After Tiller is a documentary focused on the handful of late term abortion providers left in the US after the murder of Dr. George Tiller. If you're not familiar with the story, Dr. George Tiller was targeted for years by anti-abortion activists until he was murdered during Sunday service at his church. His murderer volunteered as an usher and shot him through the eye. He fully confessed to his crime and believed he was morally correct to murder Dr. Tiller for being an abortion doctor. Instead of discouraging doctors from providing this service, Dr. Tiller's tragic death actually encouraged more providers to commit to this procedure in their own practices. After Tiller follows these doctors as they discuss the impact Dr. Tiller had on their lives, why they continue to provide this women's health service, what precautions they have to take to protect themselves from potentially violent protesters, and how they decide which patients are actually good patients for the procedure.
Frankly, it is this last thread that is the most compelling part of the film. Directors Martha Shane and Lana Wilson get heart-wrenching footage of the doctors discussing options with patients. The patients remain anonymous, with their heads cropped out of the frame or blurred if necessary. We hear their voices, but we do not see their physical reaction to the procedure (besides some hand holding).
The doctors get full focus here. We watch them and their office partners discuss whether or not a potential patient is a good fit for a late term abortion. Many of the patients in the film are turned down for various psychological and physical reasons. The connection between all the stories is the doctor expressly telling the patient adoption is the best option if there is no danger to the life of the baby or the mother. If there is no danger to the baby and it's a financial or moral concern for the mother, the doctors spend a lot of time pushing the patients to explain why adoption or keeping the baby is not a good option. These doctors are obviously willing to perform the procedure, but they do not want to pressure any potential patient into going through with it if they have any doubts.
After Tiller does not spend a lot of time looking at anti-abortion activists, but the few that are shown do not demonstrate the compassion or understanding the doctors demonstrate in the film. They either stand stoically with graphic and misleading posters outside of a clinic, scream at women enter the clinics in an effort to fill them with doubt, or actively campaign against abortion by citing the death of Dr. Tiller as a reason to prevent them. Not in a "protect doctors, don't put them in this position way," but in a "he got what was coming to him praise Jesus" kind of way.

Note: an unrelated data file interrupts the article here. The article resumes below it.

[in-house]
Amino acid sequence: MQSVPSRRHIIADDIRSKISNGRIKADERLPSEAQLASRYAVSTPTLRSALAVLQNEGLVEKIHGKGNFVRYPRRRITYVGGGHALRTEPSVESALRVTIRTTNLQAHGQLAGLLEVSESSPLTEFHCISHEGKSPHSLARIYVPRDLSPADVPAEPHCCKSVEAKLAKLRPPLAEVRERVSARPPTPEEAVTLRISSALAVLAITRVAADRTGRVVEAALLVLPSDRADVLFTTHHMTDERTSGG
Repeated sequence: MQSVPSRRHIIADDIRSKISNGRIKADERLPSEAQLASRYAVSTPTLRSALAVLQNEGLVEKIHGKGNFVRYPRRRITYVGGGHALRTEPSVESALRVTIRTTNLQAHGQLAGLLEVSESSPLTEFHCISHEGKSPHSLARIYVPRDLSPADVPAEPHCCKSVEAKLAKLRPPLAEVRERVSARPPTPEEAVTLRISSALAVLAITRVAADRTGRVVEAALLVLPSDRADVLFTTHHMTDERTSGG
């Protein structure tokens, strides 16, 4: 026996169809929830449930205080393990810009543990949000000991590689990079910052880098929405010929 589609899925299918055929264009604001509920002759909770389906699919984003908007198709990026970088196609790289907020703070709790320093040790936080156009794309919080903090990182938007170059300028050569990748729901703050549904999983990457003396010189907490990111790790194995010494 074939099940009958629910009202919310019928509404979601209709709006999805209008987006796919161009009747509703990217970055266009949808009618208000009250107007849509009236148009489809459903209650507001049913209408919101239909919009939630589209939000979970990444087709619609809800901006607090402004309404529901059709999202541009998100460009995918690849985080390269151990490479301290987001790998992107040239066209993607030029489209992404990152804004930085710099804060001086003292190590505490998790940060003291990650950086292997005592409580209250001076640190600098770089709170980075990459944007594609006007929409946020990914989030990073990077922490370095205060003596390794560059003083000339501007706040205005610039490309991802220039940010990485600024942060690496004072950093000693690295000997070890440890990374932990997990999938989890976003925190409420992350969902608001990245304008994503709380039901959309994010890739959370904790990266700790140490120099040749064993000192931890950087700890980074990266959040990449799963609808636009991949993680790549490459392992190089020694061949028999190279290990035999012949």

One doctor's story is actually an extended series of mishaps as he attempts to move his practice from Nebraska, which still has a law on the books threatening abortion providers with jail time if they work with any patient past the 20 week point, to anywhere else that it's legal. One town, nay one state, actually passes new laws to prevent him from coming in (crowing about Dr. Tiller's death during the town hall debate). Another attempt results in televised preachers and megachurch owners claiming God was on their side when Dr. Tiller was murdered and God will provide for them again in preventing any new facility offering late term abortion from opening.
After Tiller is an intense documentary. It is difficult to watch. Shane and Wilson keep their focus squarely on the doctors directly connected to Dr. Tiller. They do not cast judgment against the patients or the peaceful protesters. Anyone with a negative edit in the film, frankly, brought it on themselves with extreme rhetoric and support of violence and murder. The film is a nuanced examination of a hot button issue from the perspective of the experts who actually perform the procedure.
After Tiller can currently be streamed on Netflix.